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Tax Tip of the Week | No. 307 | Amazon Collecting Sales Tax in Wake of JobsOhio Deal June 17, 2015

Posted by bradstreetblogger in : General, tax changes, Tax Tip, Taxes, Taxes, Uncategorized , trackback

Tax Tip of the Week | June 17, 2015 | No. 307 | Amazon Collecting Ohio Sales Tax in Wake of JobsOhio Deal

Here is a recent article form the Ohio Society of CPAs….

Well, that was fast!

On Friday, May 29, Amazon announced it was building three data centers in central Ohio.

On Monday, June 1, the online retail giant began collecting sales tax on Ohioans’ purchases. The move, which retailer groups and others have requested for years, will bring in between $150 million and $300 million in tax revenue to the state annually, the company said.

Without Amazon collecting Ohio’s 5.75% sales tax, the state had to rely on the honor system, with taxpayers reporting their untaxed Internet or mail-order purchases. In 2012, that translated to 50,000 of Ohio’s 5-million-plus taxpayers voluntarily handing over just $3 million.

As part of a deal with JobsOhio announced Friday, Amazon said it will create data centers in Dublin, Hilliard and New Albany, creating more than 1,000 jobs. In exchange, the Ohio Tax Credit Authority gave Amazon about $81 million in tax exemptions over 15 years. Amazon has said it collects sales tax in states where it has made big investments, which is about half of the states. (Meaning Amazon now has a “brick-and-mortar presence in Ohio.)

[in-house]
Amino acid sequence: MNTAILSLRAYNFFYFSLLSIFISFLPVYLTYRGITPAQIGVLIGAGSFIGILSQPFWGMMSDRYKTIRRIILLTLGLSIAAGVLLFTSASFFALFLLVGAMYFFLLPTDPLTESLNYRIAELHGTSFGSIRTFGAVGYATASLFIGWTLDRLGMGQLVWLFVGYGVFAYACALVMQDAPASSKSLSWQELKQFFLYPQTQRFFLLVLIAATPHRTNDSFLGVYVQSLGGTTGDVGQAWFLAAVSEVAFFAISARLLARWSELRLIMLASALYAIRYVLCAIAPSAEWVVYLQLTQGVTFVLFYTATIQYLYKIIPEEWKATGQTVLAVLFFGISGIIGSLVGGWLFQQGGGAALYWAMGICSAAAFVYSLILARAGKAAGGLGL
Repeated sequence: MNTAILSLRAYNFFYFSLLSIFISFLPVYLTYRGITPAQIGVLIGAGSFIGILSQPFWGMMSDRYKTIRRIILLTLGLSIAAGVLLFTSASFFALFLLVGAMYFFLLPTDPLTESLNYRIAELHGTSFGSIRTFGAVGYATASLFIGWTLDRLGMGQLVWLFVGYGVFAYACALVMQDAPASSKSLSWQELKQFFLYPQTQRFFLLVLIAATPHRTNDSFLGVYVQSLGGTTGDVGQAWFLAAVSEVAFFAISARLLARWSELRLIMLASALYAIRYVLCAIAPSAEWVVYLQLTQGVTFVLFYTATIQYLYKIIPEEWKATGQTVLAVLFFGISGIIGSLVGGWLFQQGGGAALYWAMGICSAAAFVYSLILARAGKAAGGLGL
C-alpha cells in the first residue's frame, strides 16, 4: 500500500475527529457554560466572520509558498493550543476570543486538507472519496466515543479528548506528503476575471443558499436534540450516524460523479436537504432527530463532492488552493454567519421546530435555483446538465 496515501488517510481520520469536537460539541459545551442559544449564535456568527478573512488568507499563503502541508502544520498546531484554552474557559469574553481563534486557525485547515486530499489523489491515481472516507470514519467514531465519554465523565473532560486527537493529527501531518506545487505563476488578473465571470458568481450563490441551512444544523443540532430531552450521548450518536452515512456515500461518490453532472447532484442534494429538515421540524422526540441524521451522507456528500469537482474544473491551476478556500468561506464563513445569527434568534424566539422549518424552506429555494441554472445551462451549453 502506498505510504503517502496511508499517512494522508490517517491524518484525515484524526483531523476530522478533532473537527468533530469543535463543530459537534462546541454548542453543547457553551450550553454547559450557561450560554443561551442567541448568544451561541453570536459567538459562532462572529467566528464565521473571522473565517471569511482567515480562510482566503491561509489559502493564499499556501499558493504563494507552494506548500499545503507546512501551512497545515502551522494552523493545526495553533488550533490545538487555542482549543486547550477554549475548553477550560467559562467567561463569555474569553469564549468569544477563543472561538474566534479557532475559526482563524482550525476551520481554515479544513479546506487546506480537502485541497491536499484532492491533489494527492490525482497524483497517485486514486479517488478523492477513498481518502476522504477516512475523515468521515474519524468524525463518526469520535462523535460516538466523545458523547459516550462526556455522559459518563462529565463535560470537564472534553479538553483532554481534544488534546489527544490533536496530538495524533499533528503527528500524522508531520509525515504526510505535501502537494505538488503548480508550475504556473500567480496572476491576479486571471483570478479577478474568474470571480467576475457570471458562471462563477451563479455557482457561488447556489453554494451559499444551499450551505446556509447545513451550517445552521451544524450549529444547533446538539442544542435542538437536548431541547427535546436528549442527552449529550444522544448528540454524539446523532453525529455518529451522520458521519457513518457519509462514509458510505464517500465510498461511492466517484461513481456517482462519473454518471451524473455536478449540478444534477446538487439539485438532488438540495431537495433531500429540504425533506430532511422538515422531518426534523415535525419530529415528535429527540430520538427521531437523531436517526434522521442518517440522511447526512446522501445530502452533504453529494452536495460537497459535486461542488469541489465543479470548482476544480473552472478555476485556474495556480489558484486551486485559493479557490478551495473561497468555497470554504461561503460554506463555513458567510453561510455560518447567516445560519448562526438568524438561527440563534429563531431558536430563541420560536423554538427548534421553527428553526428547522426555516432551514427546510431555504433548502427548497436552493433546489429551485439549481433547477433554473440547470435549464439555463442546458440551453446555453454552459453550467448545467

Ohio retailers and retail associations have spent years trying to persuade Congress to pass laws requiring online retailers to collect and remit the same state sales taxes that brick-and-mortar stores do. For the third time lawmakers have introduced The Marketplace Fairness Act to close the loophole.

“Amazon deserves a lot of credit, not only for bringing all those jobs and investment to Ohio, but also for voluntarily agreeing to collect sales tax,” Ohio Tax Commissioner Joe Testa told the Cleveland Plain Dealer. “It’s a great gesture of support for Ohio, and for all the local governments and transit authorities that benefit from sales tax collections. Given the prominence of Amazon in the industry, this decision to voluntarily collect sales tax may lead other remote sellers to collect and remit tax as well.”

You can contact us in Dayton at 937-436-3133 and in Xenia at 937-372-3504.  Or visit our website.

Rick Prewitt – the guy behind TTW

…until next week.

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